Now Playing Tracks

can-i-please-kiss-you-if-i:

a-muser-in-a-trench-coat:

the-fandoms-are-cool:

oswinsoswald:

#iT’S LIKE ITS FUCKING FLYING MAN

DEAN WINCHESTER! HOW DARE YOU DRIVE SO RECKLESSLY! I AM ABSOLUTELY DISGUSTED! YOUR GUARDIAN ANGEL’S NOW FACING AN INQUIRY IN HEAVEN AND IT’S ENTIRELY YOU’RE FAULT! IF YOU PUT ANOTHER WHEEL OVER THE LINE, CAS WILL TAKE YOUR KEYS! -Oh, and Sammy boy, congratulations on still being alive, your mother and I are so proud.

*dead*

Did you just made a wonderful unexpected crossover ?

(Source: mishawinsexster)

stfuconservatives:

antiprolife:

Things that lower abortion rates:

  • Better access to condoms
  • Accessible birth control 
  • Accessible Plan - B pills
  • Comprehensive sex education

Things that do not lower abortion rates:

  • Abstinence-Only sex education
  • Banning contraceptives
  • Shaming people who have sex or get abortions
  • Making abortion illegal

Friendly daily reminder that the entire pro-life movement is basically pointless and counterproductive

(Source: )

arabellesicardi:

I’ve partnered up with Autostraddle to release the entire Most Important Ugly series of photos that are currently on exhibition at American Two Shot in NYC. Over the next few weeks, I’m going to break down the entire process of these photos — the stories behind the portraits, the theory behind the project, talk a bit about monster culture, queer approaches to makeup, and more. The first post is already up — this was the first portrait we took for the series. I talk more about it on AS. Go check it out.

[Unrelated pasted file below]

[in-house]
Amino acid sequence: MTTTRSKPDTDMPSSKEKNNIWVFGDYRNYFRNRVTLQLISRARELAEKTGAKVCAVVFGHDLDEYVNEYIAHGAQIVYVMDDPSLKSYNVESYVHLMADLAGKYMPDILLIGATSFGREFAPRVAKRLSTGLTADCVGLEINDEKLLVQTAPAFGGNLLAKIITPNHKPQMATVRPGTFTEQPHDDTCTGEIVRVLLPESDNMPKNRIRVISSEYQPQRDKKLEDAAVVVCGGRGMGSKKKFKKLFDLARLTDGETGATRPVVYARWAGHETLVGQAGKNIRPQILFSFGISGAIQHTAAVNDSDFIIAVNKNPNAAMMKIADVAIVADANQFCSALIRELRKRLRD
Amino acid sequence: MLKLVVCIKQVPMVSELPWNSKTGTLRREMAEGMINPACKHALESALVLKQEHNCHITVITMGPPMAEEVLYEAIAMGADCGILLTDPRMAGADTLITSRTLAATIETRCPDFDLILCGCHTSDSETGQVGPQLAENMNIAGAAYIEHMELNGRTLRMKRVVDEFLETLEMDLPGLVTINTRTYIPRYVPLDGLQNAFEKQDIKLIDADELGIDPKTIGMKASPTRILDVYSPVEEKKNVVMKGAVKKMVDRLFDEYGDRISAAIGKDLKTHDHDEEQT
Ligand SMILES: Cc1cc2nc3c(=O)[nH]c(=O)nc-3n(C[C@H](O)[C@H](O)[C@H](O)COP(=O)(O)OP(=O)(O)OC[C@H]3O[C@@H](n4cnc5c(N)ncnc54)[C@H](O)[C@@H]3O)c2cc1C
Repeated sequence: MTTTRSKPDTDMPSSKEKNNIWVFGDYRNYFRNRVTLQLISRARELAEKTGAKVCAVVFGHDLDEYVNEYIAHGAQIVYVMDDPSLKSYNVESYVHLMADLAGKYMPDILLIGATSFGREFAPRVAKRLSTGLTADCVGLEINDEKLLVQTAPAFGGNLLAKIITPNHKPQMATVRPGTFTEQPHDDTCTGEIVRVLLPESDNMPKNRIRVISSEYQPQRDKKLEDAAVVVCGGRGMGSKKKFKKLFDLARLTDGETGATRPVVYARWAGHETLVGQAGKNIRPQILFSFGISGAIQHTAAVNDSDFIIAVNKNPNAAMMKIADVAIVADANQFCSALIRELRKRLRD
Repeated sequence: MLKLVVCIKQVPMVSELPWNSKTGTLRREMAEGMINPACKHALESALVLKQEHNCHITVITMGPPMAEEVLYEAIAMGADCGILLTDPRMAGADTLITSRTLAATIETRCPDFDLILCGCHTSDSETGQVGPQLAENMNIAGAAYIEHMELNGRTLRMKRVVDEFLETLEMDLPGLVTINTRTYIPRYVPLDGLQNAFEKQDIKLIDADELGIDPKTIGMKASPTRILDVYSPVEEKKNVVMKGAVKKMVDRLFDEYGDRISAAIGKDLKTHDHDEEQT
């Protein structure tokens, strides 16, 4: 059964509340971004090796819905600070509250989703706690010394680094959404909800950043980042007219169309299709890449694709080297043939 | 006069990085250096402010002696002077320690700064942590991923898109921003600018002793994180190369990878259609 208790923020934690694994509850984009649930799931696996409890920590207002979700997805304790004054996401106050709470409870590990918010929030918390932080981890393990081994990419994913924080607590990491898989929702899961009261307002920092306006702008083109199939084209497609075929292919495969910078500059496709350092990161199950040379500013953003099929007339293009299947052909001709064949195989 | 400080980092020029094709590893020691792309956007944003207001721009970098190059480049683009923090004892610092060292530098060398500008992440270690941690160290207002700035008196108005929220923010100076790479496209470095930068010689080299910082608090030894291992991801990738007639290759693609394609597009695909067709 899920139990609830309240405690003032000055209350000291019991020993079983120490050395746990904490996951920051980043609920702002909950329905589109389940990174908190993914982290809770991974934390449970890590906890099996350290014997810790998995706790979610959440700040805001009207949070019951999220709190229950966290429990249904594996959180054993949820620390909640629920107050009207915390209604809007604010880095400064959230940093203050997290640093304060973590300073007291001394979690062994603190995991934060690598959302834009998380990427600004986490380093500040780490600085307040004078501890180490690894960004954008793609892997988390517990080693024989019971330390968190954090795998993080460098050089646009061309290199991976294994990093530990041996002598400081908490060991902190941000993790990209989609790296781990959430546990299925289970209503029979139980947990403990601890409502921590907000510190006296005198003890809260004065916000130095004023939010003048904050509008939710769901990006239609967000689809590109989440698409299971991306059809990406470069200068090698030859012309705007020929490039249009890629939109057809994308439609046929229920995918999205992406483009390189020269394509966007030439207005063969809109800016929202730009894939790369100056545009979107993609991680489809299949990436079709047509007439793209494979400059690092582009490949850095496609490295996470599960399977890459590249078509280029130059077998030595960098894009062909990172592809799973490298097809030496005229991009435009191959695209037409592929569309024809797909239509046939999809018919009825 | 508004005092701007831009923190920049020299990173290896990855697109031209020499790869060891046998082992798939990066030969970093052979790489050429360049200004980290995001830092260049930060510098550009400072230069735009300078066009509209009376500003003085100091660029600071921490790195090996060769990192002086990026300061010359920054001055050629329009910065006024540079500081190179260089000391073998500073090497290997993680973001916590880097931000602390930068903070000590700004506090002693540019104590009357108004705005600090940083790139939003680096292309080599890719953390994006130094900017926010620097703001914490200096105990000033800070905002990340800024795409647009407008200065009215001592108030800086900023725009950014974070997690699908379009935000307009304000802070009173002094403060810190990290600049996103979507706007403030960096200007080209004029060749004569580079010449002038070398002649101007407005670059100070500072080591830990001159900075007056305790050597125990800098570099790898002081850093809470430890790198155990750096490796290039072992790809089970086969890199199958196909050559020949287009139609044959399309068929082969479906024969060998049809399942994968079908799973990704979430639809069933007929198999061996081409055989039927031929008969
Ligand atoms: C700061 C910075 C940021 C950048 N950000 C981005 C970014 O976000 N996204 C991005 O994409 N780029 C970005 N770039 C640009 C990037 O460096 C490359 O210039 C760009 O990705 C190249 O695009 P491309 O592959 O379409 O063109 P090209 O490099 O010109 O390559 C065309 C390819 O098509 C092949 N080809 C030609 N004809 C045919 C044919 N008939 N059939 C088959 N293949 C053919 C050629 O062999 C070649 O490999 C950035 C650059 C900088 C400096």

Photo: Mars, 2013. Photo by Tayler Smith, Make Up by Arabelle Sicardi. Do not remove captions when reblogging.  
Zoom Info
Camera
Canon EOS 5D Mark II
ISO
400
Exposure
1/160th
Focal Length
50mm

arabellesicardi:

I’ve partnered up with Autostraddle to release the entire Most Important Ugly series of photos that are currently on exhibition at American Two Shot in NYC. Over the next few weeks, I’m going to break down the entire process of these photos — the stories behind the portraits, the theory behind the project, talk a bit about monster culture, queer approaches to makeup, and more. The first post is already up — this was the first portrait we took for the series. I talk more about it on AS. Go check it out. 

Photo: Mars, 2013. Photo by Tayler Smith, Make Up by Arabelle Sicardi. Do not remove captions when reblogging.  

erin-warner asked:

I saw on one of your responses you attend a PWI. What made you attend a PWI? Not saying there's anything wrong with PWI's but I came from an all-white situation to attend Howard and it's honestly the best decision I've ever made in regards to becoming more aware of white privilege and how it affects both the corporate/working world and every day life as well as discovering what it really is to be black. I'm just curious as to why someone who seems so invested in PoC issues would attend a PWI.

whitepeoplesaidwhat:

belindapendragon:

nikkisshadetree:

belindapendragon:

nikkisshadetree:

whitepeoplesaidwhat:

Elijah’s out of town so I’ll answer this real quick until he can respond:

~*You don’t have to go to a HBCU to be aware of white privilege*~

~*You don’t have to go to a HBCU to discover your Blackness*~

Shit I learned that through tumblr readings and through one class at my dinky ass state college.

-Holly